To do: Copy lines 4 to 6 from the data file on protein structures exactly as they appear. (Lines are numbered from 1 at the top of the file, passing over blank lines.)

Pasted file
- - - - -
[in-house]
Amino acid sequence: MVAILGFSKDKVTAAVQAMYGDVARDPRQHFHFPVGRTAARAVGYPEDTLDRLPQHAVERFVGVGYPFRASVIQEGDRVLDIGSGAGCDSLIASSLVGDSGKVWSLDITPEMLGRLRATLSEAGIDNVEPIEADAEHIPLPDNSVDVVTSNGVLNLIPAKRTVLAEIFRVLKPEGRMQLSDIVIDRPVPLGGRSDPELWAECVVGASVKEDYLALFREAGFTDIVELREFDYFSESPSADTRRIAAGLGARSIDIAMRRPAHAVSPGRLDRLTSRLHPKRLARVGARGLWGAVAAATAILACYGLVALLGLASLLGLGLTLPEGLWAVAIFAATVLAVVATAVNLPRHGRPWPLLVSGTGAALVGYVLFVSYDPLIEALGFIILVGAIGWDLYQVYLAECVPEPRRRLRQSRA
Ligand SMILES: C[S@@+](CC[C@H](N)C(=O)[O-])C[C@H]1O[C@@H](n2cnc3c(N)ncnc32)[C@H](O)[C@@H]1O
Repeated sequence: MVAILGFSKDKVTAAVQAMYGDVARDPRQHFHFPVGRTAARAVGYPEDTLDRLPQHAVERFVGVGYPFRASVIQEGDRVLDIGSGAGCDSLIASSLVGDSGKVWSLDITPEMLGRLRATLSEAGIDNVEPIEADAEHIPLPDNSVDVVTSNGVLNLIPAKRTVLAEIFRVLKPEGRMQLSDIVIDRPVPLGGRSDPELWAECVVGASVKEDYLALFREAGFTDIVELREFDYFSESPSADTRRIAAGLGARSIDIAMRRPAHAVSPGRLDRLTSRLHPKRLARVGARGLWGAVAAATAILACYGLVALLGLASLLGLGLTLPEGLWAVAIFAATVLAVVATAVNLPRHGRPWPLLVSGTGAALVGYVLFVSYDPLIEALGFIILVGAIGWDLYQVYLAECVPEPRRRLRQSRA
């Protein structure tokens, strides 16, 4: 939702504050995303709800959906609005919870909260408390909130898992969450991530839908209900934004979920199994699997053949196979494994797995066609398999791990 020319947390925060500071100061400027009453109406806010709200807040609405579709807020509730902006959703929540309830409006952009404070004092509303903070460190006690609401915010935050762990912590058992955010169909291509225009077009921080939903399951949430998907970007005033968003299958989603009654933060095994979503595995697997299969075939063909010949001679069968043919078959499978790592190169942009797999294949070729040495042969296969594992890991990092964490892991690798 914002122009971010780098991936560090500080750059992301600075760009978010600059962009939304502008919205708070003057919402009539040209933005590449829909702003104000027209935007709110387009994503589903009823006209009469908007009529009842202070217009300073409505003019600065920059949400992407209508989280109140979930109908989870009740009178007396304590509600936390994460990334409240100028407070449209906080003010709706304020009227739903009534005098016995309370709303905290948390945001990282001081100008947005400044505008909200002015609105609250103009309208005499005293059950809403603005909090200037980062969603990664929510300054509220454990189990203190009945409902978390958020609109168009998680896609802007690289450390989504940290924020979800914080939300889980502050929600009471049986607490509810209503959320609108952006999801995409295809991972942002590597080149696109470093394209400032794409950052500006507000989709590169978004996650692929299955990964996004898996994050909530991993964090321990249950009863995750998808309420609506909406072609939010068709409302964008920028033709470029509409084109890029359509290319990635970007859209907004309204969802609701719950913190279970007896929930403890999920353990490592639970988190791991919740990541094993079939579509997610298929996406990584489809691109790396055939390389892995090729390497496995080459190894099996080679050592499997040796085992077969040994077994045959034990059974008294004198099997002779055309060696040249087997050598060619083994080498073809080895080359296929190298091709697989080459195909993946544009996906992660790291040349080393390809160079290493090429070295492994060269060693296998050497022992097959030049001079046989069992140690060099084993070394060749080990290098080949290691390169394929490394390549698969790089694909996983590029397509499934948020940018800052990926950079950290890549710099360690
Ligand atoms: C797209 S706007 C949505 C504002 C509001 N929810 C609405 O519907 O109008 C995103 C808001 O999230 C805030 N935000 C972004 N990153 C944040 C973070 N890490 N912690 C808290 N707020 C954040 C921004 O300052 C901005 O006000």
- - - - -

Repeated sequence: MVAILGFSKDKVTAAVQAMYGDVARDPRQHFHFPVGRTAARAVGYPEDTLDRLPQHAVERFVGVGYPFRASVIQEGDRVLDIGSGAGCDSLIASSLVGDSGKVWSLDITPEMLGRLRATLSEAGIDNVEPIEADAEHIPLPDNSVDVVTSNGVLNLIPAKRTVLAEIFRVLKPEGRMQLSDIVIDRPVPLGGRSDPELWAECVVGASVKEDYLALFREAGFTDIVELREFDYFSESPSADTRRIAAGLGARSIDIAMRRPAHAVSPGRLDRLTSRLHPKRLARVGARGLWGAVAAATAILACYGLVALLGLASLLGLGLTLPEGLWAVAIFAATVLAVVATAVNLPRHGRPWPLLVSGTGAALVGYVLFVSYDPLIEALGFIILVGAIGWDLYQVYLAECVPEPRRRLRQSRA
């Protein structure tokens, strides 16, 4: 939702504050995303709800959906609005919870909260408390909130898992969450991530839908209900934004979920199994699997053949196979494994797995066609398999791990 020319947390925060500071100061400027009453109406806010709200807040609405579709807020509730902006959703929540309830409006952009404070004092509303903070460190006690609401915010935050762990912590058992955010169909291509225009077009921080939903399951949430998907970007005033968003299958989603009654933060095994979503595995697997299969075939063909010949001679069968043919078959499978790592190169942009797999294949070729040495042969296969594992890991990092964490892991690798 914002122009971010780098991936560090500080750059992301600075760009978010600059962009939304502008919205708070003057919402009539040209933005590449829909702003104000027209935007709110387009994503589903009823006209009469908007009529009842202070217009300073409505003019600065920059949400992407209508989280109140979930109908989870009740009178007396304590509600936390994460990334409240100028407070449209906080003010709706304020009227739903009534005098016995309370709303905290948390945001990282001081100008947005400044505008909200002015609105609250103009309208005499005293059950809403603005909090200037980062969603990664929510300054509220454990189990203190009945409902978390958020609109168009998680896609802007690289450390989504940290924020979800914080939300889980502050929600009471049986607490509810209503959320609108952006999801995409295809991972942002590597080149696109470093394209400032794409950052500006507000989709590169978004996650692929299955990964996004898996994050909530991993964090321990249950009863995750998808309420609506909406072609939010068709409302964008920028033709470029509409084109890029359509290319990635970007859209907004309204969802609701719950913190279970007896929930403890999920353990490592639970988190791991919740990541094993079939579509997610298929996406990584489809691109790396055939390389892995090729390497496995080459190894099996080679050592499997040796085992077969040994077994045959034990059974008294004198099997002779055309060696040249087997050598060619083994080498073809080895080359296929190298091709697989080459195909993946544009996906992660790291040349080393390809160079290493090429070295492994060269060693296998050497022992097959030049001079046989069992140690060099084993070394060749080990290098080949290691390169394929490394390549698969790089694909996983590029397509499934948020940018800052990926950079950290890549710099360690
Ligand atoms: C797209 S706007 C949505 C504002 C509001 N929810 C609405 O519907 O109008 C995103 C808001 O999230 C805030 N935000 C972004 N990153 C944040 C973070 N890490 N912690 C808290 N707020 C954040 C921004 O300052 C901005 O006000």